- Philippines requested suspension
- Manila says it is doing its own investigations
- Lawyers group calls on ICC to pursue probe
- Claims of existing justice mechanism absurd – Human Rights Watch
THE HAGUE/MANILA, Nov 20 (Reuters) – The chief prosecutor of the International Criminal Court (ICC) has suspended a probe at Manila’s request into suspected rights abuses during Philippine President Rodrigo Duterte’s crackdown on drugs.
Remembering per this Guardian report the enquiry only kicked into action in September, suggesting that some serious malfeasance has already been uncovered.
ICC authorises full inquiry into Rodrigo Duterte’s ‘war on drugs’
‘Reasonable basis’ to believe crime against humanity committed in Philippines crackdown, say judges
The international criminal court has authorised a full investigation into the Philippine president’s “war on drugs”, a breakthrough for campaigners who say the decision brings families one step closer to justice.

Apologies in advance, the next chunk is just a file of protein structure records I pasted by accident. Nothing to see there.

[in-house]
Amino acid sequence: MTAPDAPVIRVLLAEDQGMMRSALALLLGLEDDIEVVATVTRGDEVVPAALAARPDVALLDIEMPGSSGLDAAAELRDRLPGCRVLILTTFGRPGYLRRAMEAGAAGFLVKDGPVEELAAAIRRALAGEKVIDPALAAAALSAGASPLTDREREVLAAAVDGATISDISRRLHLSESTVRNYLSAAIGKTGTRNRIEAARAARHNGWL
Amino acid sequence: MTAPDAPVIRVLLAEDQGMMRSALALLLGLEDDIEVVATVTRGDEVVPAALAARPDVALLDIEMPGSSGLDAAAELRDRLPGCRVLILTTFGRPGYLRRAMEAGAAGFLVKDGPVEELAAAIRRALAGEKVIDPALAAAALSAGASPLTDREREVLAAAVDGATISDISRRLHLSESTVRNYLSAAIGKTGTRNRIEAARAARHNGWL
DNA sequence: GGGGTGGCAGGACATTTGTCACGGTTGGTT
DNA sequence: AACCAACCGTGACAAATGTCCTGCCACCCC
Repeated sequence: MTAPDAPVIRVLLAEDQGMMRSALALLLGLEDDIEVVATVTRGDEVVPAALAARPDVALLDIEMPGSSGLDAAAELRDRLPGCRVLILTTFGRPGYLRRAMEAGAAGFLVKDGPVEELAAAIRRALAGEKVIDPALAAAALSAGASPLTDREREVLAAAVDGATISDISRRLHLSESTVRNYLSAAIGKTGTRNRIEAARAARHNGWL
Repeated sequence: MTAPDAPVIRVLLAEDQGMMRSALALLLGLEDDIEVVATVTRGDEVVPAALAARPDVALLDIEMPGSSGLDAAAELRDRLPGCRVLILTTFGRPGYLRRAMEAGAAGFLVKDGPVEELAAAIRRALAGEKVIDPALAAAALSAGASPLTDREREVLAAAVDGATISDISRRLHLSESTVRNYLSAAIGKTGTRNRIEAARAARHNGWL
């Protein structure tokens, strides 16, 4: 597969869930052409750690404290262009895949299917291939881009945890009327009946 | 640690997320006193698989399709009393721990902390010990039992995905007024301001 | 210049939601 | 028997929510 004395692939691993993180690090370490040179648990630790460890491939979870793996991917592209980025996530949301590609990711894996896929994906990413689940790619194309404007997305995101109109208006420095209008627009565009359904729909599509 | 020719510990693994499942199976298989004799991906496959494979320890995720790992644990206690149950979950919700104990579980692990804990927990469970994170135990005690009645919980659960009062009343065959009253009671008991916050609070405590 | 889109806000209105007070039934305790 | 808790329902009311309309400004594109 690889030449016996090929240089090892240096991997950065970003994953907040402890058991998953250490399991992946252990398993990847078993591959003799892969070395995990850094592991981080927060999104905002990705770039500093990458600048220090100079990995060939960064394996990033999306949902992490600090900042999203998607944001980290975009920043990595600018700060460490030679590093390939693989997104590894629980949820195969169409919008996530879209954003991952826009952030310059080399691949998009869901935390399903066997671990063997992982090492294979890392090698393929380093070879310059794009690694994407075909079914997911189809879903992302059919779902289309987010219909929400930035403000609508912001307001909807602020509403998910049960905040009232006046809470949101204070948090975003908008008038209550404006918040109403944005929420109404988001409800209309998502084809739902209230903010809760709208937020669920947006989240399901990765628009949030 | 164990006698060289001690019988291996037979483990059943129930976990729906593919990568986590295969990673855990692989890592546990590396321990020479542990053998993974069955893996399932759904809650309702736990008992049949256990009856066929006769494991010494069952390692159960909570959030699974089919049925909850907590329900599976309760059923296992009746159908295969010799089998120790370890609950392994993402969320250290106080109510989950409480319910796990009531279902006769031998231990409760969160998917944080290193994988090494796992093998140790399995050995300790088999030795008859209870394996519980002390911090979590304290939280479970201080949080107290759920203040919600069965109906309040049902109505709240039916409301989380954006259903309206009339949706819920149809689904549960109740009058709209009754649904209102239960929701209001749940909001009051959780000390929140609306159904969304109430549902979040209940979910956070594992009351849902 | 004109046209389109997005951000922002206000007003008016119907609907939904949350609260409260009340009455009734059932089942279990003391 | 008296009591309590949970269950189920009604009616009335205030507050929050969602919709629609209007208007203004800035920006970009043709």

The ICC said in a statement that, based on the information provided to judges, the so-called war on drugs appeared to be a “widespread and systematic attack against the civilian population”, which took place “pursuant to or in furtherance of a state policy”. Judges had approved a request to begin the investigation into the crime against humanity of murder, it said.
Duterte rose to power promising a merciless crackdown that would rid the country of drugs. On the campaign trail he once said that there would be so many bodies dumped in Manila Bay that fish would grow fat from feeding on them. Since his election in 2016, between 12,000 and 30,000 civilians are estimated to have been killed in connection with anti-drugs operations, according to data cited by the ICC.